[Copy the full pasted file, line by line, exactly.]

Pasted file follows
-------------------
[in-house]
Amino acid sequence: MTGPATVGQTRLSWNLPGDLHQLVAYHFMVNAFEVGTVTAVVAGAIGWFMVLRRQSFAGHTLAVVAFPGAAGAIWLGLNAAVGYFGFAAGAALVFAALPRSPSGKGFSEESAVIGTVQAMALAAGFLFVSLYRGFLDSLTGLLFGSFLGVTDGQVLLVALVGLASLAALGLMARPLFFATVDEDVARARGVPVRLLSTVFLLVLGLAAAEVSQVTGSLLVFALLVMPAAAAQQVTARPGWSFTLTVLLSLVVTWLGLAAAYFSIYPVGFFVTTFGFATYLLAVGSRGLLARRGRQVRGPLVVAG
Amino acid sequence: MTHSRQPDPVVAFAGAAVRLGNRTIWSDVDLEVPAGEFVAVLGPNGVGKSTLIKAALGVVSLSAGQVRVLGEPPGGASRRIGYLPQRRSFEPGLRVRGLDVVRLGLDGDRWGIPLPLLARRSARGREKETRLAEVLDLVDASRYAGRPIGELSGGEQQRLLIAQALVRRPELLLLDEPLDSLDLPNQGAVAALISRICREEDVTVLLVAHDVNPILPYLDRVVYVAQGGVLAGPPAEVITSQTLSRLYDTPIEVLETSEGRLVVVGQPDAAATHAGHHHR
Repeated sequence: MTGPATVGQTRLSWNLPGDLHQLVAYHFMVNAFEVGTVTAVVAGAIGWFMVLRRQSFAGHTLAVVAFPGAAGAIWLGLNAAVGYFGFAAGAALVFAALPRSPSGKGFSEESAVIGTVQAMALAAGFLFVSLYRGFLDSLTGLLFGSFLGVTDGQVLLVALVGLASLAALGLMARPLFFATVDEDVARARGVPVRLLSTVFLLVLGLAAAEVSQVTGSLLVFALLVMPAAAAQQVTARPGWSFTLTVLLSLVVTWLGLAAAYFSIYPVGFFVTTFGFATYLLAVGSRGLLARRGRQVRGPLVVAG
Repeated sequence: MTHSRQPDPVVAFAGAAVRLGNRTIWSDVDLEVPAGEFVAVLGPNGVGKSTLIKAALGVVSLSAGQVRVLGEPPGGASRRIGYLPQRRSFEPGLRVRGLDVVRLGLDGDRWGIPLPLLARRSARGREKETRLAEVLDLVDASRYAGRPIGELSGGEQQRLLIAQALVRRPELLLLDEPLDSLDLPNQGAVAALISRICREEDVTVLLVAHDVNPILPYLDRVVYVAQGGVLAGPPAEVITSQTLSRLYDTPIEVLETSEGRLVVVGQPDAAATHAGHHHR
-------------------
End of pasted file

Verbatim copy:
[in-house]
Amino acid sequence: MTGPATVGQTRLSWNLPGDLHQLVAYHFMVNAFEVGTVTAVVAGAIGWFMVLRRQSFAGHTLAVVAFPGAAGAIWLGLNAAVGYFGFAAGAALVFAALPRSPSGKGFSEESAVIGTVQAMALAAGFLFVSLYRGFLDSLTGLLFGSFLGVTDGQVLLVALVGLASLAALGLMARPLFFATVDEDVARARGVPVRLLSTVFLLVLGLAAAEVSQVTGSLLVFALLVMPAAAAQQVTARPGWSFTLTVLLSLVVTWLGLAAAYFSIYPVGFFVTTFGFATYLLAVGSRGLLARRGRQVRGPLVVAG
Amino acid sequence: MTHSRQPDPVVAFAGAAVRLGNRTIWSDVDLEVPAGEFVAVLGPNGVGKSTLIKAALGVVSLSAGQVRVLGEPPGGASRRIGYLPQRRSFEPGLRVRGLDVVRLGLDGDRWGIPLPLLARRSARGREKETRLAEVLDLVDASRYAGRPIGELSGGEQQRLLIAQALVRRPELLLLDEPLDSLDLPNQGAVAALISRICREEDVTVLLVAHDVNPILPYLDRVVYVAQGGVLAGPPAEVITSQTLSRLYDTPIEVLETSEGRLVVVGQPDAAATHAGHHHR
Repeated sequence: MTGPATVGQTRLSWNLPGDLHQLVAYHFMVNAFEVGTVTAVVAGAIGWFMVLRRQSFAGHTLAVVAFPGAAGAIWLGLNAAVGYFGFAAGAALVFAALPRSPSGKGFSEESAVIGTVQAMALAAGFLFVSLYRGFLDSLTGLLFGSFLGVTDGQVLLVALVGLASLAALGLMARPLFFATVDEDVARARGVPVRLLSTVFLLVLGLAAAEVSQVTGSLLVFALLVMPAAAAQQVTARPGWSFTLTVLLSLVVTWLGLAAAYFSIYPVGFFVTTFGFATYLLAVGSRGLLARRGRQVRGPLVVAG
Repeated sequence: MTHSRQPDPVVAFAGAAVRLGNRTIWSDVDLEVPAGEFVAVLGPNGVGKSTLIKAALGVVSLSAGQVRVLGEPPGGASRRIGYLPQRRSFEPGLRVRGLDVVRLGLDGDRWGIPLPLLARRSARGREKETRLAEVLDLVDASRYAGRPIGELSGGEQQRLLIAQALVRRPELLLLDEPLDSLDLPNQGAVAALISRICREEDVTVLLVAHDVNPILPYLDRVVYVAQGGVLAGPPAEVITSQTLSRLYDTPIEVLETSEGRLVVVGQPDAAATHAGHHHR